I kept coming upon an analogy having to do with traumatized animals and how they shake involuntarily once whatever force was threatening them is removed; once they shake their trauma off, they’re (allegedly) fine. But I was unpersuaded. It felt like something big was missing from the equation, or that I wasn’t quite getting whatever was there.
I felt validated in my doubtfulness by some of what Bergner wrote, like this quote: “Levine’s foundational logic contains a major leap. He assumes that the animal shakes off mortal trouble and hurries away in good health. But for all we know, it has terrible PTSD and its health is merely our wishful projection.”
Bergner points to multiple other leaps of faith, weak arguments, and magical thinking behind Levine’s modality, including a reliance on “polyvagal theory”—suggesting a direct connection between the vagus and the unconscious mind—which is so far unproven, and Levine’s delusional conversations with Albert Einstein, including one instance in which he made a server in a restaurant bring a bowl of soup for his long dead, obviously absent, lunch companion.
It all chipped away at what little faith I’d had in S.E. to begin with—not to mention the weird syntax of “Somatic Experiencing,” the kind of awkwardly phrased terminology I associate with cultish “human potential movement” organizations like the Landmark Forum.
Still, people I know report positive results with S.E. Could the placebo effect account for this? Placebos can be powerful, because the mind is powerful. Back when I was doing health reporting, I remember reading a study on a hair replacement medication for men that was only slightly more effective than the placebo it had been tested against. That meant there were men in the study who’d grown new hair on their bald heads just because they believed they were taking medication that could help them achieve that when actually they weren’t.
Despite my skeptical nature, I’m not 100% immune to the placebo effect. For instance, more than once when I’ve had strep throat, I’ve begun feeling relief in my inflamed tonsils the instant I’ve had a bottle of antibiotics in hand—despite not having yet ingested a single pill. Why couldn’t the placebo effect worked for me with S.E., then?
There are some in the scientific fields and western medicine who might suggest I owe my positive experience with acupuncture to the placebo effect. I mean, Wikipedia labels it pseudoscience and quackery. But according to my acupuncturist and others I know, it’s science-science, a legitimate, ancient mode of medicine that involves stimulating meridian points for specific results in the body and mind. I don’t fully understand it, but it seems to have really helped my mood and outlook, especially this past fall and winter, a really difficult time for me.
One friend who works in mental health suggested that the act of seeking help alone might have had a salutary effect on me; that when you take concrete steps to address your depression, it can help to alleviate the depression.
Back when I was doing health reporting, I remember reading a study on a hair replacement medication for men that was only slightly more effective than the placebo it had been tested against. That meant there were men in the study who’d grown new hair on their bald heads just because they believed they were taking medication that could help them achieve that when actually they weren’t.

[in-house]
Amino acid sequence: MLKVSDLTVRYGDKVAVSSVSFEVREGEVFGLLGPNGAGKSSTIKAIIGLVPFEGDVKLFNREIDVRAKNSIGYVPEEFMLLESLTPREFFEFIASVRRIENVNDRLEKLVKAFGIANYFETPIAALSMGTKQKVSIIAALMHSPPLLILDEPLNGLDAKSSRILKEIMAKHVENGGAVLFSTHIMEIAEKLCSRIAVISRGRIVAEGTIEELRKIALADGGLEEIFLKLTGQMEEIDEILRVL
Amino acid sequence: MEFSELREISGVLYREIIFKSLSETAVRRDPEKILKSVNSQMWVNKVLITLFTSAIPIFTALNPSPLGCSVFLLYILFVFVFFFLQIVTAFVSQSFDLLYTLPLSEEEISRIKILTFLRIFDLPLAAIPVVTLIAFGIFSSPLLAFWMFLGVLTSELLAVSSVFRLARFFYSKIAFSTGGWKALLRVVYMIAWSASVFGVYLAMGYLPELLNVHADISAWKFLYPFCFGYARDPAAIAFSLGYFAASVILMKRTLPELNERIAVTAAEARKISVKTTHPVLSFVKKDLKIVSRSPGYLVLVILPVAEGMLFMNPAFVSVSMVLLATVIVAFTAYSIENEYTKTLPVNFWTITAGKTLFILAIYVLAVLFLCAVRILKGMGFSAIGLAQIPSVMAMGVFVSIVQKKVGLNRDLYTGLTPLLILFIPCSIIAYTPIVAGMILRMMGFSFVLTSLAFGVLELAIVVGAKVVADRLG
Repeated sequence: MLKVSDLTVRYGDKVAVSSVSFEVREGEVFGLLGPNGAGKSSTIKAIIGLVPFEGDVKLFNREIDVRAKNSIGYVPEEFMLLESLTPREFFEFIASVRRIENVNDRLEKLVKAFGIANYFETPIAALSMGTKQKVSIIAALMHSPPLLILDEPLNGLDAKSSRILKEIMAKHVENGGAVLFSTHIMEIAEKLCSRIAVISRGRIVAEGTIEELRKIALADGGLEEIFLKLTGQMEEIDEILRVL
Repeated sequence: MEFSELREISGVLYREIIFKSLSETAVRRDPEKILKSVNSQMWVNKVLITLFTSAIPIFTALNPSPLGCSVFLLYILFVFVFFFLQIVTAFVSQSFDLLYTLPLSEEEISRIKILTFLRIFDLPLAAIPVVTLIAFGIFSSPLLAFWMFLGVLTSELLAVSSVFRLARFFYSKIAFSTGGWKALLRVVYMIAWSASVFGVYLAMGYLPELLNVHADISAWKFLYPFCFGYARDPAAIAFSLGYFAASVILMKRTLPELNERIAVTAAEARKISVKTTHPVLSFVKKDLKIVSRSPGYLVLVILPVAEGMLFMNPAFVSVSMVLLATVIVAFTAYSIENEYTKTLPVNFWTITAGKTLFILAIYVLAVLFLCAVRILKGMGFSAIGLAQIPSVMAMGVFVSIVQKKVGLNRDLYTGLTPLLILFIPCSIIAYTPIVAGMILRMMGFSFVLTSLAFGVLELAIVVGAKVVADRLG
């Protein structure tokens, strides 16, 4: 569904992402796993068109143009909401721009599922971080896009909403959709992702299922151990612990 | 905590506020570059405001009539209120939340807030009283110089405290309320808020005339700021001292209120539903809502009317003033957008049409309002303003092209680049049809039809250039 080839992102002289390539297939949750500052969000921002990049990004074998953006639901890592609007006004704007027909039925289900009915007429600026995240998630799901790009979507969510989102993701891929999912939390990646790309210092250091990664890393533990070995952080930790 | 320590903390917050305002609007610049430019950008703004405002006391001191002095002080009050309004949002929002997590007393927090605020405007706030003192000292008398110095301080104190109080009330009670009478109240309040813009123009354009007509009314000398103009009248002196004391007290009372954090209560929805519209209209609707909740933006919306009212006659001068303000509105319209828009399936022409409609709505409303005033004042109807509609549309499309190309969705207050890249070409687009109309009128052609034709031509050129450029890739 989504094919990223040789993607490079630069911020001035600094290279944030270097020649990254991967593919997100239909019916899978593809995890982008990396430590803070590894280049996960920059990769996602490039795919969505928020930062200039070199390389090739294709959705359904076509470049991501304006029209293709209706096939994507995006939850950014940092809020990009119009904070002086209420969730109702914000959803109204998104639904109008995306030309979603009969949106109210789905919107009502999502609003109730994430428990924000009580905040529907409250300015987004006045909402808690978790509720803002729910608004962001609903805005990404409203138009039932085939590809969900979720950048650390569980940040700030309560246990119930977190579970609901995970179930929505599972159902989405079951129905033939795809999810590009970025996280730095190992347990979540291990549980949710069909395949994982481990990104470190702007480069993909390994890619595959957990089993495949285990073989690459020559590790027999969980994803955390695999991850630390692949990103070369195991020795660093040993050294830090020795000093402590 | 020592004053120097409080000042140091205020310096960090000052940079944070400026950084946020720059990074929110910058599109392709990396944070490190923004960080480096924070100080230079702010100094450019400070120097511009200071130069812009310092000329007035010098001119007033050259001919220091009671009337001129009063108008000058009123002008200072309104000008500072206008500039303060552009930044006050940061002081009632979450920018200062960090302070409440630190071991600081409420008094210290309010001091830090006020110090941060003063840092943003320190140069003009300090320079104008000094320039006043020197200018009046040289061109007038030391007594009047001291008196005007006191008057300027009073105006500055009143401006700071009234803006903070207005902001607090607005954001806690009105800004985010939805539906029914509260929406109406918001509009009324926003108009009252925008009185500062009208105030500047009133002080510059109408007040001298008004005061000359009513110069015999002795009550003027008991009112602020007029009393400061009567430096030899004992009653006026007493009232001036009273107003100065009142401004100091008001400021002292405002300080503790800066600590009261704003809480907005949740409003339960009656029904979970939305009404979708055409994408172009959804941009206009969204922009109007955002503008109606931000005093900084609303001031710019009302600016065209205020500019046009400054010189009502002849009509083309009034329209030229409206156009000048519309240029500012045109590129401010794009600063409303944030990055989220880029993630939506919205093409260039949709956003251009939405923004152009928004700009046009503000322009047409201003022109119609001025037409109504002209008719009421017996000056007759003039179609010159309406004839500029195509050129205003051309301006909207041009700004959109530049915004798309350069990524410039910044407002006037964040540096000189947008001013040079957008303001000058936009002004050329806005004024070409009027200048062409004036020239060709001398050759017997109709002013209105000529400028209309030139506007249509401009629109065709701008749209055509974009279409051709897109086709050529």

Maybe the talk component to my acupuncture sessions is a factor; it’s not all needling. After I arrive, for 10 or 15 minutes we talk about where I’m at emotionally. Often my acupuncturist gives me very useful feedback. After that she listens to my pulse, and sometimes looks at my tongue. Based on what I’ve told her and the conditions she’s observed, she devises that day’s course of treatment, deciding where it would be best to insert the tiny pins. Then, with the needles in, I rest on her table for 20 or 30 minutes, an experience that relaxes me tremendously. I leave there in much better shape than I arrived in.
Still, I’m not sure acupuncture is doing quite enough for me, emotionally. It helped lift me out of a deep depression to a somewhat less depressed state, but which is still a bit darker than my resting state—which is…mildly depressed.
I think I really do need to find a good talk therapy practitioner, if not right now, definitely in time for fall, when less light will surely, like clockwork, add to my internal darkness. I’m not thrilled by the prospect of auditioning candidates—ugh, not more trial and error—and the unspooling of my backstory for one therapist then another if I don’t click with the first one or two I meet. But I’m determined to jump back in and give it a try.
In other news…
A number of interviews I did a while ago, in print and on podcasts, somehow all came out the same week or so:
I was on a podcast called We Are Childfree. (Not sure I qualify as a “Gen X icon,” but I’m flattered.) I talked about my need for a hysterectomy in my early 40s gave me the out I was afraid to give myself. They also reprinted, with permission, my second Modern Love essay.